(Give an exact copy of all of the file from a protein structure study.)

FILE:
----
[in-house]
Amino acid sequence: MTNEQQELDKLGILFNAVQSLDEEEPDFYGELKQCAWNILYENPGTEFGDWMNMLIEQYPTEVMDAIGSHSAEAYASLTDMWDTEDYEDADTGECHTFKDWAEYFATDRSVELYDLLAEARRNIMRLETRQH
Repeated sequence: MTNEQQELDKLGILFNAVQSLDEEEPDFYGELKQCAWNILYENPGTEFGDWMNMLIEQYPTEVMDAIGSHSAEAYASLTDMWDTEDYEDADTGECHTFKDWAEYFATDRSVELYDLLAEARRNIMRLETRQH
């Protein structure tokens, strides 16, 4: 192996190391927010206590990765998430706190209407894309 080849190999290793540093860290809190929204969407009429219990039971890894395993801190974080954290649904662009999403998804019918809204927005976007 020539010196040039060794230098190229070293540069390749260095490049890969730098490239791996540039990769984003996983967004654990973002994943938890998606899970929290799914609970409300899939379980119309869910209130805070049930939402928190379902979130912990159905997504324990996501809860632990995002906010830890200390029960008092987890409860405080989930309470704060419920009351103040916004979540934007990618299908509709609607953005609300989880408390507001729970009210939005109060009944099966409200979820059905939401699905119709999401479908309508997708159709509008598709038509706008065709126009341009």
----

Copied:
[in-house]
Amino acid sequence: MTNEQQELDKLGILFNAVQSLDEEEPDFYGELKQCAWNILYENPGTEFGDWMNMLIEQYPTEVMDAIGSHSAEAYASLTDMWDTEDYEDADTGECHTFKDWAEYFATDRSVELYDLLAEARRNIMRLETRQH
Repeated sequence: MTNEQQELDKLGILFNAVQSLDEEEPDFYGELKQCAWNILYENPGTEFGDWMNMLIEQYPTEVMDAIGSHSAEAYASLTDMWDTEDYEDADTGECHTFKDWAEYFATDRSVELYDLLAEARRNIMRLETRQH
């Protein structure tokens, strides 16, 4: 192996190391927010206590990765998430706190209407894309 080849190999290793540093860290809190929204969407009429219990039971890894395993801190974080954290649904662009999403998804019918809204927005976007 020539010196040039060794230098190229070293540069390749260095490049890969730098490239791996540039990769984003996983967004654990973002994943938890998606899970929290799914609970409300899939379980119309869910209130805070049930939402928190379902979130912990159905997504324990996501809860632990995002906010830890200390029960008092987890409860405080989930309470704060419920009351103040916004979540934007990618299908509709609607953005609300989880408390507001729970009210939005109060009944099966409200979820059905939401699905119709999401479908309508997708159709509008598709038509706008065709126009341009």